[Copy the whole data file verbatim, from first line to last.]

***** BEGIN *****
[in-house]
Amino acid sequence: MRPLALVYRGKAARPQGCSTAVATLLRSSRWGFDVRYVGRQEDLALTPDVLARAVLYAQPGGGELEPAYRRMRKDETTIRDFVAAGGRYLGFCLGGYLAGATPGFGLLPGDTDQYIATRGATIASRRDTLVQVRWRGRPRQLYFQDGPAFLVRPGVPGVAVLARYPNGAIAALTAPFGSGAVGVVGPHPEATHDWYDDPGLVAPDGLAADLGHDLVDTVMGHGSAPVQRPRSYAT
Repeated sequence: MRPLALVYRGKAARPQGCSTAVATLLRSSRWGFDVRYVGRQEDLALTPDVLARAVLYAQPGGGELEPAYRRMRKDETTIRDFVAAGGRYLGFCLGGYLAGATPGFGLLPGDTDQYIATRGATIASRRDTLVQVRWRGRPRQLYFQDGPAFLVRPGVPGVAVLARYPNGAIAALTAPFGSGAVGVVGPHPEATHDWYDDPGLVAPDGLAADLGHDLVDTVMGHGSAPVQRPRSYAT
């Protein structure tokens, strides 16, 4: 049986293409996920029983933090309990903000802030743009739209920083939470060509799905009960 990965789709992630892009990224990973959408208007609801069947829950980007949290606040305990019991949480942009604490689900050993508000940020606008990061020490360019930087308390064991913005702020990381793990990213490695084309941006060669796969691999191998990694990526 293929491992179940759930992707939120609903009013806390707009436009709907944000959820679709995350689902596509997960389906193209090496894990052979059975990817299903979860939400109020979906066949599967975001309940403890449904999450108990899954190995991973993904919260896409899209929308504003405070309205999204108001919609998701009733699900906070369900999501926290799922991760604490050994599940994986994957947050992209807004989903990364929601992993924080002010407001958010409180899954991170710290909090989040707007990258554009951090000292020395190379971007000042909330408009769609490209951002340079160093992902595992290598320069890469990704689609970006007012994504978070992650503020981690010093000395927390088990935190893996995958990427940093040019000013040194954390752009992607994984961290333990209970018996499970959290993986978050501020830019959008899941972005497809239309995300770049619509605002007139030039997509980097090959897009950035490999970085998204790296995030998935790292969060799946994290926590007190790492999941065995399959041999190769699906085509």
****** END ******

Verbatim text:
[in-house]
Amino acid sequence: MRPLALVYRGKAARPQGCSTAVATLLRSSRWGFDVRYVGRQEDLALTPDVLARAVLYAQPGGGELEPAYRRMRKDETTIRDFVAAGGRYLGFCLGGYLAGATPGFGLLPGDTDQYIATRGATIASRRDTLVQVRWRGRPRQLYFQDGPAFLVRPGVPGVAVLARYPNGAIAALTAPFGSGAVGVVGPHPEATHDWYDDPGLVAPDGLAADLGHDLVDTVMGHGSAPVQRPRSYAT
Repeated sequence: MRPLALVYRGKAARPQGCSTAVATLLRSSRWGFDVRYVGRQEDLALTPDVLARAVLYAQPGGGELEPAYRRMRKDETTIRDFVAAGGRYLGFCLGGYLAGATPGFGLLPGDTDQYIATRGATIASRRDTLVQVRWRGRPRQLYFQDGPAFLVRPGVPGVAVLARYPNGAIAALTAPFGSGAVGVVGPHPEATHDWYDDPGLVAPDGLAADLGHDLVDTVMGHGSAPVQRPRSYAT
């Protein structure tokens, strides 16, 4: 049986293409996920029983933090309990903000802030743009739209920083939470060509799905009960 990965789709992630892009990224990973959408208007609801069947829950980007949290606040305990019991949480942009604490689900050993508000940020606008990061020490360019930087308390064991913005702020990381793990990213490695084309941006060669796969691999191998990694990526 293929491992179940759930992707939120609903009013806390707009436009709907944000959820679709995350689902596509997960389906193209090496894990052979059975990817299903979860939400109020979906066949599967975001309940403890449904999450108990899954190995991973993904919260896409899209929308504003405070309205999204108001919609998701009733699900906070369900999501926290799922991760604490050994599940994986994957947050992209807004989903990364929601992993924080002010407001958010409180899954991170710290909090989040707007990258554009951090000292020395190379971007000042909330408009769609490209951002340079160093992902595992290598320069890469990704689609970006007012994504978070992650503020981690010093000395927390088990935190893996995958990427940093040019000013040194954390752009992607994984961290333990209970018996499970959290993986978050501020830019959008899941972005497809239309995300770049619509605002007139030039997509980097090959897009950035490999970085998204790296995030998935790292969060799946994290926590007190790492999941065995399959041999190769699906085509």